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Oak frame homes are becoming more popular around the country for a number of reasons, not least because they look amazing. But there are things to understand before you start your journey to an oak frame home. Here are 10 of the most important.
Oak frame buildings have been around a long time but the versions we use today are a wholly modern construction option. Suppliers and designers use the best technology to precision cut the wood along with off-site construction methods. The timber frame can be paired with insulation panels such as SIPs to make them energy efficient and compliant with building regulations. And they have great eco-friendly credentials being made from carbon neutral wood.
Sometimes it seems a shame to hide all that beautiful wood away behind other construction methods – and you don’t have to. There are ways to expose beams both externally and internally, so you can see that beautiful wood all of the time. Examples include 3i panel systems that allow a half-timbered look with the use of half-width timbers to avoid cold bridging problems.
Working with timber is a specialist job and you should always work with companies that have experience with it. Ideally look for companies that offer self-build home kits or bespoke oak frame home creation that allows you to get just what you want. Look at things like previous projects and customer reviews to make sure they have the right kind of experience for the job.
It is also important to understand the level of service offered by the supplier. There’s no right or wrong option, just variations. For example, some companies may complete construction elements of the home off-site to be transported to your location. Others may offer all the components you need for you or your team to erect where suitable. Understand exactly what is being provided so that you can have the other tradesmen needed involved with the project at the right stages.
All oak frames need cleaning once the construction phase has finished because there will be marks from the building process as well as watermarks, known as blue-ing, from wood touching steel. Again, see if your supplier offers this service or can recommend someone who will – you may choose to do it yourself, but it can be a time-consuming task. There are different products used and your supplier will also be able to tell you which are the best for their product.
While it might need cleaning, oak doesn’t need finishing. Over time, it will weather to a beautiful silver-grey shade. You can also keep the rich colour of the oak as it is but there is a bit work involved with this. Wax oils and other products can keep that original colour, but it needs to be repeated every year. You do want to take a little extra care with rooms that have higher humidity such as in the kitchen or bathroom. Water stains can mark the frame, so it is worth oiling it in areas susceptible to getting wet to add a layer of protection.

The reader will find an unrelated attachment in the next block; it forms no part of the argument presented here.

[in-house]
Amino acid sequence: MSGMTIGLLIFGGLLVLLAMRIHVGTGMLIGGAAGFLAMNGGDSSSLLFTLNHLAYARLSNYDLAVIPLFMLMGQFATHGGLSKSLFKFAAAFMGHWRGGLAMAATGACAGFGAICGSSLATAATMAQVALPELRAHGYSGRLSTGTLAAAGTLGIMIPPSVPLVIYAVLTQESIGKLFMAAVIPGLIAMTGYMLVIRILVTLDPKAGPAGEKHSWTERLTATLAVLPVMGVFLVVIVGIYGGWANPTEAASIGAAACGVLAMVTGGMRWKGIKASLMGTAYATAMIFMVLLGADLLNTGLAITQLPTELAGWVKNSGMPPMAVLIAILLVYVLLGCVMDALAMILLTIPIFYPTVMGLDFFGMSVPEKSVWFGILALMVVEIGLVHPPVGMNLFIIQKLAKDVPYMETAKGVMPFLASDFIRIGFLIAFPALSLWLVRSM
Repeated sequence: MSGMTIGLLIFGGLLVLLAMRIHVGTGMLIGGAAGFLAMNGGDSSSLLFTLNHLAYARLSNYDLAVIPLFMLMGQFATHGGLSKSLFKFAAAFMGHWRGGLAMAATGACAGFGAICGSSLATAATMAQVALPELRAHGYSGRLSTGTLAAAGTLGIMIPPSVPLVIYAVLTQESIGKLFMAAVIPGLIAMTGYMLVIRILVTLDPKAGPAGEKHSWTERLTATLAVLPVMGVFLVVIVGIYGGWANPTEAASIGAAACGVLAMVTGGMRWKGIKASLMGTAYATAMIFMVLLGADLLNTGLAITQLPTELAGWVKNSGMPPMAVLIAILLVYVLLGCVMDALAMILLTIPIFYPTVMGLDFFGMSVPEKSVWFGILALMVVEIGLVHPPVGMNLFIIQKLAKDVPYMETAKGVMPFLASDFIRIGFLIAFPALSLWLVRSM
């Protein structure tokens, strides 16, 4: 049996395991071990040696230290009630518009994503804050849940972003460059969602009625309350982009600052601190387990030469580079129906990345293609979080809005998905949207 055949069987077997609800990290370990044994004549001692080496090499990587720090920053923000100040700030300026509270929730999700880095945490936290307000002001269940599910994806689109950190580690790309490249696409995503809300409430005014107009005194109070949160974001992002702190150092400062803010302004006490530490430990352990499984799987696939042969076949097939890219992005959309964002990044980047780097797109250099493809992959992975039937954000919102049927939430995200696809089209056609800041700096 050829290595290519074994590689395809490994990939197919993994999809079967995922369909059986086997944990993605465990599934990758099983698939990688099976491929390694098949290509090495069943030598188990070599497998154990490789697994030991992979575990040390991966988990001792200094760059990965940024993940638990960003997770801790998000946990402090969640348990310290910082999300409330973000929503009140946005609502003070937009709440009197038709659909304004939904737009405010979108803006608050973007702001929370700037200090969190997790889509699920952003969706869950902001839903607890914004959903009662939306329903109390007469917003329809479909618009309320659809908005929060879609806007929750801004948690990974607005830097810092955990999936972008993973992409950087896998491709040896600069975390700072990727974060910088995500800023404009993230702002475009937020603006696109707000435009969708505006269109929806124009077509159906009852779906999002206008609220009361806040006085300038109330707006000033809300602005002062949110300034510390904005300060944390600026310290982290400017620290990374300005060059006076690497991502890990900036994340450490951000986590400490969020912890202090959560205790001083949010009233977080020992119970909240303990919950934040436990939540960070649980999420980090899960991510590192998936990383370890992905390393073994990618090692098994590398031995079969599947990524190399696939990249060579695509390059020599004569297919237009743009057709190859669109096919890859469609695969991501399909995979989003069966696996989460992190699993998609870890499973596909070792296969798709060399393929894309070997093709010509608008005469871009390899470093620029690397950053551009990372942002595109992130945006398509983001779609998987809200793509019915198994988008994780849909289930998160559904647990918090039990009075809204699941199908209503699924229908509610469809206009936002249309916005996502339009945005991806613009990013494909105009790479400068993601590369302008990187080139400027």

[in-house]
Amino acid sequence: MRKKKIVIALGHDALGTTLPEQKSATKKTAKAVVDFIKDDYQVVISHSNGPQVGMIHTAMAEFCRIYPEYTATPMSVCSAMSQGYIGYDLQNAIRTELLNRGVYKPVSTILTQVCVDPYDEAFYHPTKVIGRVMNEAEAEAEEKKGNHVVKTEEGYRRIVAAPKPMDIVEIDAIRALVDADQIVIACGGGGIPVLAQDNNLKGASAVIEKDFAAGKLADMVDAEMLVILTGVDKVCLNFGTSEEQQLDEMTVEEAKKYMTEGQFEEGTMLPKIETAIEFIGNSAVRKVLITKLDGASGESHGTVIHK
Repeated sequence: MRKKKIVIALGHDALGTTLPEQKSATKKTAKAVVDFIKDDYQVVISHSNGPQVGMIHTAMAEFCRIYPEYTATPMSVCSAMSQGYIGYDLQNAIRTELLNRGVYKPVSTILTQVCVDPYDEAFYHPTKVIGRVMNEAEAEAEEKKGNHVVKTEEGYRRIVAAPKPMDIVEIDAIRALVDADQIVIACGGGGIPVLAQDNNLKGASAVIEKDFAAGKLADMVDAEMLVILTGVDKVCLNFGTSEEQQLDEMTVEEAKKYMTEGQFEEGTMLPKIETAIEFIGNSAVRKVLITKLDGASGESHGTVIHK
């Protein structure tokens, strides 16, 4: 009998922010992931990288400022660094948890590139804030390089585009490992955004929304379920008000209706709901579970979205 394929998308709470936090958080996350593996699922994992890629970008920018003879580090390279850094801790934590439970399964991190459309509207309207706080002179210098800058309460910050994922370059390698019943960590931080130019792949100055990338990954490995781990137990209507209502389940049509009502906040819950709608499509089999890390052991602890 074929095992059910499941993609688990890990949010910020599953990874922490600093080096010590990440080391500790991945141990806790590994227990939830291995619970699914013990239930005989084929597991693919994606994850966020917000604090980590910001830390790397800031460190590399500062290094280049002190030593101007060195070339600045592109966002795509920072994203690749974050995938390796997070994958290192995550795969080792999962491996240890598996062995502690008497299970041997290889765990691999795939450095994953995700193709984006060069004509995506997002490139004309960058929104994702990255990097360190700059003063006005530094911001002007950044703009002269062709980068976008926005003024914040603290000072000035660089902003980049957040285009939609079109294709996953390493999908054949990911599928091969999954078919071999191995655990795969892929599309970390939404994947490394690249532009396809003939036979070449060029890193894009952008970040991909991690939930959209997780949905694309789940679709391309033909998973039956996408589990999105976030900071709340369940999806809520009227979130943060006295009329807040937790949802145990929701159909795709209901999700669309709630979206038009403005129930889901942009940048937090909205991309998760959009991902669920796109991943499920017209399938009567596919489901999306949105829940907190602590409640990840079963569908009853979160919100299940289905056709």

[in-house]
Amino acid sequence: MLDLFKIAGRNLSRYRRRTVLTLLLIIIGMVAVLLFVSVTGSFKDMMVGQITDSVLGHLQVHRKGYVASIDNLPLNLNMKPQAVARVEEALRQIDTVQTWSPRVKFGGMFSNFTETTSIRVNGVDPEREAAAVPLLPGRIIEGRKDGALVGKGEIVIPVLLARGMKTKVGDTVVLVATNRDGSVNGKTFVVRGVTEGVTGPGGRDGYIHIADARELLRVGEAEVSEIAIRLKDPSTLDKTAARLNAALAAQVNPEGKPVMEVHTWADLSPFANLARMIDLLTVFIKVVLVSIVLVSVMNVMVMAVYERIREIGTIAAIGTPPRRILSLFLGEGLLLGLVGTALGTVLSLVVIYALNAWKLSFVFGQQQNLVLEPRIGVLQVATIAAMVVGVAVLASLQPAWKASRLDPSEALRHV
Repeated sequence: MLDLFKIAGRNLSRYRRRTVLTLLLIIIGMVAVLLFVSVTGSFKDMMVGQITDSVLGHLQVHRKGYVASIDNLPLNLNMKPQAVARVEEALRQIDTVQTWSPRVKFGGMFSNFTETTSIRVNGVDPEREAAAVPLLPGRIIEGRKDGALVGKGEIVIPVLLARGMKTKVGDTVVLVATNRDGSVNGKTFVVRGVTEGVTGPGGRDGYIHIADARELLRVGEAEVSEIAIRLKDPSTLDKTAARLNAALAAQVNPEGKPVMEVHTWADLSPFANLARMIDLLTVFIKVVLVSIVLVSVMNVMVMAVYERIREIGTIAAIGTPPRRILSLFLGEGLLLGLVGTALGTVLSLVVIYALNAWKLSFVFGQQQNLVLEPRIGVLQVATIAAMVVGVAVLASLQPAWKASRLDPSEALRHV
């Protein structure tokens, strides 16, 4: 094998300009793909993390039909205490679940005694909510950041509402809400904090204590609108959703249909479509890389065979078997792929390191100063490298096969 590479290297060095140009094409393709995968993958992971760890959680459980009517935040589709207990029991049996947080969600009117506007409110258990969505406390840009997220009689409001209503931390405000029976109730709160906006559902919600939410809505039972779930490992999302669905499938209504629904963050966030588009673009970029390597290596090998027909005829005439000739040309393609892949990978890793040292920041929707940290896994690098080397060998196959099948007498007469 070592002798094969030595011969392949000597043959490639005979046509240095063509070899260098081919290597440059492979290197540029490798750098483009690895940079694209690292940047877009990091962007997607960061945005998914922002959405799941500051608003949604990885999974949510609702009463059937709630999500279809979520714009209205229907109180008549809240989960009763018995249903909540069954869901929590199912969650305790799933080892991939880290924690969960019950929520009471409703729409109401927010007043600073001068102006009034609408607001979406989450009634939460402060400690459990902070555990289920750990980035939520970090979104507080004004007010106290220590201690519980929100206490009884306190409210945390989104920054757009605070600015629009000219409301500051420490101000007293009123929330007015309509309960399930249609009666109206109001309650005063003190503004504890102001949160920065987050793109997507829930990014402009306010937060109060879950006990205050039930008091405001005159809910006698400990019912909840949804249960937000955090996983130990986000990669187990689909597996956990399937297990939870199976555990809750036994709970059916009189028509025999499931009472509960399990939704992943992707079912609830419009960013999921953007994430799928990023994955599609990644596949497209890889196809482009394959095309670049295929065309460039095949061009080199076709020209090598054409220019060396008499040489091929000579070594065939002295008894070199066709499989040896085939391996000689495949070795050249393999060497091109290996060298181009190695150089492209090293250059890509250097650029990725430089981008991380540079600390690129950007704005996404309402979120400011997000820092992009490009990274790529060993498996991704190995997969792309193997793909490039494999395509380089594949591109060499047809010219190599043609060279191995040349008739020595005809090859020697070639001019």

Don’t panic if you notice some shrinking on your oak frame, this is a perfectly natural part of the process. Green oak is an unseasoned timber which means it has a higher water content than seasoned oak and will have been felled within the last 18 months. Green oak is preferred by most suppliers because it is better for cutting and shaping.
The natural seasoning process doesn’t weaken the wood at all but actually makes it stronger and harder. Oak also shrinks in width, not length so there’s no worries about a tennon slipping out of a mortise. And cracks or splits, known as ‘shakes’ have little effect on the structure. However, understanding all of this is another reason that working with a specialist is important as they will help you understand all of this.
Some people think that oak frame homes are only for those working with a large budget or no real budget at all, but this isn’t the case. They are perfectly suitable for any budget and while they are more expensive than a software frame, they are on par with good quality construction methods. If you are working with a strict budget, you may want to consider using oak in key areas, for the primary structure such as beams and big posts rather than for every joist or limiting it in areas where the frame isn’t needed.
Just because you plan to make a home from oak frame, doesn’t mean you can’t incorporate other materials as well. Steel is a great example that is used to strengthen carpentry joints and is usually hidden beneath materials, so it isn’t on show. Steel bolts and flitch plates can be used for end joins or sandwich timbers together and allow for a slightly industrial look to the property. Steel sections within the timber frame also allow for greater design possibilities than timber along, including much larger spans, barrel roofs with curved timbers and even curved walls.
Oak frames aren’t just for new build homes either – they are great for extensions to your home. There are a number of types of extension you can add without the need for planning permission and mean you can create the extra space in your home that you need, rather than going through the upheaval of moving house. Again, working with a specialist helps you combat issues such as differential movement between the extension and the existing property and ensuring the extension lasts the longest time.